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In the past few years, Congress, the press and commentators have debated the wisdom of passing more federal criminal laws to deal with financial crime. However, lost in this debate is the fact that the current federal criminal laws dealing with white collar crime may already provide prosecutors with too much power because of the unclear definition of “fraud” under the federal criminal laws.
A perfect example of this is how the crime of “fraud” is addressed in federal criminal statutes — be they mail or wire fraud or securities fraud statutes. Interestingly, the word fraud is not defined under those statutes. One must consult case law and other precedent to find its definition. The most authoritative treatise on federal jury instructions advises judges to instruct juries in securities fraud cases that fraud is “a general term which embraces all ingenious efforts and means that individuals devise to take advantage of others.” Modern Federal Jury Instructions, Instruction 57-15. As that treatise goes on to explain: “The general description of the term ‘fraud’ reflects the traditional reluctance of courts to define the term with specificity. Most courts agree that due to man’s inventiveness, and the speed with which new schemes can be contrived, the varieties of fraud are almost infinite.”
The courts’ reluctance to define the term “fraud” with specificity gives prosecutors, judges and juries wide latitude to criminalize behavior which offends their personal sense of right and wrong. For what does it mean in the law to “take advantage of others”? It is not difficult to define what a false statement means. Similarly, failing to make a disclosure when there is fiduciary obligation to make a disclosure is something that can be clearly understood (although sometimes it is difficult to know when one has a fiduciary duty to another). The phrase “take advantage of others,” however, is not so clear. Try to explain that concept using other words and you quickly discover that the term is so amorphous that any kind of subjectively offensive behavior can fall within its scope. Is it good public policy to criminalize conduct which is described to juries as “taking advantage of others”?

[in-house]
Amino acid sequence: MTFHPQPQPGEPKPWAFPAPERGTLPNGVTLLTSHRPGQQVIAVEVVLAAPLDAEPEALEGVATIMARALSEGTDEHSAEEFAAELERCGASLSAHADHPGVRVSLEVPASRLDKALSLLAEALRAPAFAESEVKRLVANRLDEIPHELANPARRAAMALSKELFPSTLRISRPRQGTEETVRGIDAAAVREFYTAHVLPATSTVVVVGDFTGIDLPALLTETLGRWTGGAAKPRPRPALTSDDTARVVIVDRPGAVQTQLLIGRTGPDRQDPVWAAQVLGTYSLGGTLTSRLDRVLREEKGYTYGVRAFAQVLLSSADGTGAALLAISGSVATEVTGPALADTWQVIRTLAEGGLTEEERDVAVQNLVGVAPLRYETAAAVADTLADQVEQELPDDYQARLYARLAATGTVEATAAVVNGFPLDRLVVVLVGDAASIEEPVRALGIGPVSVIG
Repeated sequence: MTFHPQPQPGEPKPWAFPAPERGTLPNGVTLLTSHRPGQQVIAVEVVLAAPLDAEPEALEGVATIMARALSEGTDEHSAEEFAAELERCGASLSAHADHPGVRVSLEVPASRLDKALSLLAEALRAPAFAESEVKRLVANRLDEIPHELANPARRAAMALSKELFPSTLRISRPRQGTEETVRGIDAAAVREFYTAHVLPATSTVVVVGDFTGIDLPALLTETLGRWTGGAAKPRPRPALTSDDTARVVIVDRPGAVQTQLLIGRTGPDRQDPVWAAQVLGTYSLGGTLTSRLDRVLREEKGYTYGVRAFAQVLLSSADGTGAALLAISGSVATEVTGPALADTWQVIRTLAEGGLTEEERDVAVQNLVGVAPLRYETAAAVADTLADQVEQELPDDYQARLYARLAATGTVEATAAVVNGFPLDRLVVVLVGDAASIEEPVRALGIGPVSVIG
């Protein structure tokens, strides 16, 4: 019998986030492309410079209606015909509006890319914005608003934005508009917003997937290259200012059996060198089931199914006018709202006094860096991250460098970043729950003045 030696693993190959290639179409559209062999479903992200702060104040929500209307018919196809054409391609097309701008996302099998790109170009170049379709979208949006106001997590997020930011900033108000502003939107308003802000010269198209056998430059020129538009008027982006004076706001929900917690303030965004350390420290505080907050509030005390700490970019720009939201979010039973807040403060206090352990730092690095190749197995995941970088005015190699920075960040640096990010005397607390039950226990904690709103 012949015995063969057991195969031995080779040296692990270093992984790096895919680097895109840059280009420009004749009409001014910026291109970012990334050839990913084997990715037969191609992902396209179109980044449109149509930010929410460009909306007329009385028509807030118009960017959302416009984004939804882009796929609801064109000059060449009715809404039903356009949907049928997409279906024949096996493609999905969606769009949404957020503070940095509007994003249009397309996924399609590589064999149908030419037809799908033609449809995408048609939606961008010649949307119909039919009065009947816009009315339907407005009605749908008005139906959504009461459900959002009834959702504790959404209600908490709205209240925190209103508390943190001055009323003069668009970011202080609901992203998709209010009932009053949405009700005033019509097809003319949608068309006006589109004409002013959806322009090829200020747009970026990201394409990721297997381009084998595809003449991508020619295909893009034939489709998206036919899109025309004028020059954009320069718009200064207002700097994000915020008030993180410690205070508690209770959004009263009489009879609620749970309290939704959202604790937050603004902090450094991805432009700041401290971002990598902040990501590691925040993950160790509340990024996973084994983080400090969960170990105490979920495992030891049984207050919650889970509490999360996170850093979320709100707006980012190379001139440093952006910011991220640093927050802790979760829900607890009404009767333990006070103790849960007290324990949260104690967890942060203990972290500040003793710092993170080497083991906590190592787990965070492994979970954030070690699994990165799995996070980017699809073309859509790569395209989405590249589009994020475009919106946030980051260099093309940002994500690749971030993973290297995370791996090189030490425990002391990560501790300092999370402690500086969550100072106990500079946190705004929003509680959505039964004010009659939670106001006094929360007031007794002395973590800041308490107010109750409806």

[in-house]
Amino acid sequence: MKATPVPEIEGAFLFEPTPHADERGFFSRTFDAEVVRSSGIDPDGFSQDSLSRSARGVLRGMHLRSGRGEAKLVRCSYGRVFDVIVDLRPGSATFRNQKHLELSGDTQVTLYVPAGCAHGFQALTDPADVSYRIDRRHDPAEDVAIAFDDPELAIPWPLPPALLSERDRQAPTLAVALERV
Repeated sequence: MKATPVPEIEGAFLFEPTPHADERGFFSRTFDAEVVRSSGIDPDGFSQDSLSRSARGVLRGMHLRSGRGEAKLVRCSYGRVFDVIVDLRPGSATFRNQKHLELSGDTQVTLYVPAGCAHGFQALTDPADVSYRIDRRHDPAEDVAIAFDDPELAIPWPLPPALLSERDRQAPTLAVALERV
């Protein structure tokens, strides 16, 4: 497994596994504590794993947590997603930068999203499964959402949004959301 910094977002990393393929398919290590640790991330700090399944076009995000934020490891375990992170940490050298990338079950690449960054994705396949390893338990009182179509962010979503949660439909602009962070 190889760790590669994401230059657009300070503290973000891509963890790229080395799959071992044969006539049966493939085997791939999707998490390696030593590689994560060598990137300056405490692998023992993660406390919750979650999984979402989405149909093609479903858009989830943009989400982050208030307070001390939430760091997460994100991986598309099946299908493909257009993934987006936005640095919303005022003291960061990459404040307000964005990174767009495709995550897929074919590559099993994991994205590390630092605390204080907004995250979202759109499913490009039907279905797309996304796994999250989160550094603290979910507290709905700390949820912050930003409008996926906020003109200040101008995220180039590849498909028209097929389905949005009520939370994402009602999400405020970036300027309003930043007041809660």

One can easily envision examples of conduct which “take advantage of others” which one would not want to criminalize. For example, is it “taking advantage of others” to engage in an arms length transaction when one party has more leverage than the other party, or one party understands the transaction better than the other? The greater the disparity in leverage and/or understanding, the more offensive the transaction may appear. But is it fraud? The Supreme Court wrote in Chiarella v. United States: “not every instance of financial unfairness constitutes fraudulent activity…” The problem is that there is no clear guidance on when “financial unfairness” crosses the line into fraudulent activity because it “takes advantage of others.”
There is copious case law that holds that the laws must provide “fair notice” of their scope so that people need not guess about whether their proposed conduct is criminal. However, it is hard to reconcile this “fair notice” concept with a federal criminal law that prohibits acts by which one “takes advantage” of another.